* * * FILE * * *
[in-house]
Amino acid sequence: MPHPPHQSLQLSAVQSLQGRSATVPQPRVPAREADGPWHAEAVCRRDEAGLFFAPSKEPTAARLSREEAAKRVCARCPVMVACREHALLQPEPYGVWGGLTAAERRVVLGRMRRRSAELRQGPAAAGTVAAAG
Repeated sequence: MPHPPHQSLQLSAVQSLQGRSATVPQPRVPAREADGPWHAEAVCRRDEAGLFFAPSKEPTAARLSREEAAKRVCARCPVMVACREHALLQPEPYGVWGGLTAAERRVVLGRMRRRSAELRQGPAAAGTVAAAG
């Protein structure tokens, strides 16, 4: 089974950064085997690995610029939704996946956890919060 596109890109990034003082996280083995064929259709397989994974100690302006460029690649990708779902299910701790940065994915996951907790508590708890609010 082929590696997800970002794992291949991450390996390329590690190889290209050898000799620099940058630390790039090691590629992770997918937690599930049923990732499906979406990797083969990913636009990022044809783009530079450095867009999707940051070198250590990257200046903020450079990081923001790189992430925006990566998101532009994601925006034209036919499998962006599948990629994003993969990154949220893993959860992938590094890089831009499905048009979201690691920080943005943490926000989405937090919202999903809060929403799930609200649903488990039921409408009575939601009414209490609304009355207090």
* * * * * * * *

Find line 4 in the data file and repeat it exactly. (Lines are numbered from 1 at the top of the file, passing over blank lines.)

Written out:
């Protein structure tokens, strides 16, 4: 089974950064085997690995610029939704996946956890919060 596109890109990034003082996280083995064929259709397989994974100690302006460029690649990708779902299910701790940065994915996951907790508590708890609010 082929590696997800970002794992291949991450390996390329590690190889290209050898000799620099940058630390790039090691590629992770997918937690599930049923990732499906979406990797083969990913636009990022044809783009530079450095867009999707940051070198250590990257200046903020450079990081923001790189992430925006990566998101532009994601925006034209036919499998962006599948990629994003993969990154949220893993959860992938590094890089831009499905048009979201690691920080943005943490926000989405937090919202999903809060929403799930609200649903488990039921409408009575939601009414209490609304009355207090």